March 3, 1842—Conducting the Leipzig Gewandhaus Orchestra performance of his own work, Felix Mendelssohn premiered what would turn out to be his last symphony, 12 years after a trip to Scotland that inspired it.
The 20-year-old composer’s visit to the British Isles was a creatively fertile period for him. He was also eagerly anticipating what he would find—he was coming, he told his traveling companion, “with a rake for folk songs, an ear for the lovely, fragrant countryside, and a heart for the bare legs of the natives”—and he received thousands of visual and aural impressions that found their way into Symphony No. 3 in A Minor, Opus 56—the “Scottish Symphony”—as well as his Hebride Overture.
Most notable was his visit to the Palace of Holyrood in Edinburgh, which he recounted in a letter home:
“In the evening twilight we went today to the palace where Queen Mary lived and loved; a little room is shown there with a winding staircase leading up to the door: up this way they came and found Rizzio in that dark corner, where they pulled him out, and three rooms off there is a dark corner, where they murdered him. The chapel close to it is now roofless, grass and ivy grow there, and at that broken altar Mary was crowned Queen of Scotland. Everything round is broken and mouldering and the bright sky shines in. I believe I have found today in that old chapel the beginning of my Scottish Symphony.”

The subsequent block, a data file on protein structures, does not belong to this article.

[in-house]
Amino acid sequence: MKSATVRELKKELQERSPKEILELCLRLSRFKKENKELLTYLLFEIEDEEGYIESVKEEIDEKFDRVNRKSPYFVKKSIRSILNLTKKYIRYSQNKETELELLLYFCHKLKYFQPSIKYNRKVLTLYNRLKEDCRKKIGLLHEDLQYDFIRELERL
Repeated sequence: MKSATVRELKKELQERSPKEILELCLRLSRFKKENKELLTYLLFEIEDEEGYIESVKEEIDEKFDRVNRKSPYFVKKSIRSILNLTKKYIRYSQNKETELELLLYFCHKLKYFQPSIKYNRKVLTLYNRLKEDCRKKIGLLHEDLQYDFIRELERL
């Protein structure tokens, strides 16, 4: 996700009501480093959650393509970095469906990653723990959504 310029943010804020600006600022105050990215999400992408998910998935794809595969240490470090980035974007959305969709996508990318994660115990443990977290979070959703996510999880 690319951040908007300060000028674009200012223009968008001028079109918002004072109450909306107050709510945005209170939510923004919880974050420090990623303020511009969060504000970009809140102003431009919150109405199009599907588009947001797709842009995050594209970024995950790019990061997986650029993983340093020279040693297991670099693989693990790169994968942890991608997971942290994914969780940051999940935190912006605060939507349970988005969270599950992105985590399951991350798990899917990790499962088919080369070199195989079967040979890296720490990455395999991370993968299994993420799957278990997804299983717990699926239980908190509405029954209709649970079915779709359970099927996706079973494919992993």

The musical notes that Mendelssohn jotted down right after this visit found its way into the andante opening of the Scottish Symphony. Still, it would be over a decade before Mendessohn could bear down enough to finish this composition.
Three months after the Leipzig performance, Mendelssohn dedicated his composition to Queen Victoria of Great Britain and consort Prince Albert, who had sung his songs when he visited them.
The composer’s habit of naming his compositions after a motif or setting, while imparting a handle by which to recall the work, also inadvertently inspired an amusing anecdote. Robert Schumann, mistakenly believing that he had just heard the composer’s Italian Symphony, wrote that the symphony was "so beautiful as to compensate for a hearer who has never been to Italy."
As it happens, the Italian Symphony was spotlighted in one of the most delightful films of the past 50 years, the 1979 coming-of-age comedy Breaking Away. The memory of it made me wonder if the Scottish Symphony had also been featured on the big screen. The answer is yes, in, appropriately, enough, A Midsummer Night’s Dream. While that 1935 Warner Brothers film features more prominently Mendelssohn’s incidental music for the Shakespeare comedy, the final movement of the symphony is also used, with lyrics by an anonymous writer, adapted by Erich Maria Korngold; and sung by James Cagney and five other stars in the movie.